Kevin Mitnick Case: 1999

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Kevin Mitnick Case: 1999

Defendant: Kevin D. Mitnick
Crimes Charged: Wire fraud (14 counts), possession of unauthorized access devices (8 counts), interception of wire or electronic communications, unauthorized access to a federal computer, and causing damage to a computer
Chief Defense Lawyers: Donald Randolph and Gregory Vincent
Chief Prosecutors: Christopher Painter and David Schindler
Judge: Marianna Pfaelzer
Place: Los Angeles, California
Date of Sentencing after Plea Agreement: August 10, 1999
Plea: Guilty
Sentence: 3 years and 10 months imprisonment, plus 3 years probation with strict limitations on use of computer equipment

SIGNIFICANCE: The federal prosecution of computer "hacker" Kevin Mitnick was the first case to focus international attention on computer security issues.

When the FBI arrested him on February 15, 1995, in a Raleigh, North Carolina, apartment, Kevin Mitnick was either a master of victimless computer trespassing or a dangerous vandal whose intrusions into commercial computer sites had cost international companies millions of dollars. The argument over whether Mitnick was a felon or a mere nuisance would outlast his confrontation with the justice system.

Prior to his North Carolina arrest, Mitnick was already well known to the authorities and had previously been prosecuted numerous times for "hacking" or using the Internet to gain unauthorized access to computers. In 1981, as a teenager, he was convicted of burgling computer manuals from Pacific Bell and sentenced to probation. He served six months in jail in 1983 for breaking into computers at the University of Southern California. In 1987 he was arrested for hacking into the computers of a Santa Cruz software publisher and sentenced at that time to three years probation. In 1988, Mitnick was arrested for illegally copying software from Digital Equipment Corporation. During that trial, his defense attorneys argued that his hacking activities were an "addiction" and he was sentenced to a year in jail and six months in a halfway house.

In 1992, authorities planned to arrest Mitnick for hacking into Pacific Bell computers and for violating the terms of his parole by associating with Lewis DePayne, a longtime friend and also a convicted hacker. Alerted to the impending arrest, Mitnick disappeared. His hacking, however, continued. After he attacked the computers of California computer security expert Tsutomu Shimomura, Shimomura assisted the FBI in tracking Mitnick to North Carolina.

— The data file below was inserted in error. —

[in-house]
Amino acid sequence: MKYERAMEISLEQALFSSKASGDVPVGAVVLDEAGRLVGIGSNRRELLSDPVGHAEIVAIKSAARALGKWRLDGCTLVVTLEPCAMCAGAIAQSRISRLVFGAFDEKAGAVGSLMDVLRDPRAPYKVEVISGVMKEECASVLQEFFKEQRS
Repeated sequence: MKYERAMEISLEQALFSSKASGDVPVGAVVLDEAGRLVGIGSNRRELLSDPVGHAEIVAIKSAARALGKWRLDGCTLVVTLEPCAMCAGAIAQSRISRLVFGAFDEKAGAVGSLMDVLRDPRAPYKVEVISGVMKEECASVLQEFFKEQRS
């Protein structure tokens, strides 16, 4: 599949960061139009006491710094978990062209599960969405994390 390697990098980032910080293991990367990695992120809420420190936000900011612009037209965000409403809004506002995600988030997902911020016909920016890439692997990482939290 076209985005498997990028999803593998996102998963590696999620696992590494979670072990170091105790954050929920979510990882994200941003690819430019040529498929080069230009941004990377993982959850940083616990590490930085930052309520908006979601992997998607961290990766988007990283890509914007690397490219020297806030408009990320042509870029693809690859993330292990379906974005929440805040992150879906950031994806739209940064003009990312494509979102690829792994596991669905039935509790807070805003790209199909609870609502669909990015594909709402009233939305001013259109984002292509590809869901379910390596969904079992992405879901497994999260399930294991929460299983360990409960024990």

By the time Mitnick and DePayne were taken into custody in 1995, the federal government had compiled a substantial indictment against them: 25 counts of computer crimes including possession of unauthorized access devices, computer fraud, causing damage to computers, wire fraud, and interception of wire or electronic communications. The indictment accused the pair of fraudulently obtaining unauthorized access to computers belonging to software and operating systems manufacturers, cellular telephone manufacturers, internet service providers, and educational institutions. They allegedly used the information to steal and copy proprietary computer software from Motorola, Nokia, Fujitsu, Novell, NEC, and Sun Microsystems. Mitnick and DePayne were also charged with fraudulent acquisition and possession of hundreds of confidential computer passwords.

No Bail, No Computer

When Mitnick was arraigned in Los Angeles on September 30, 1996, he pleaded not guilty. He was denied bail. Mitnick and his lawyer, Donald Randolph, protested that Mitnick should not be denied bail for what they considered to be a benign violation of the law, but prosecutors continued to convincingly portray him as a "flight" risk. Although Randolph appealed the denial of bail all the way to the U.S. Supreme Court, Mitnick remained in prison for nearly five years.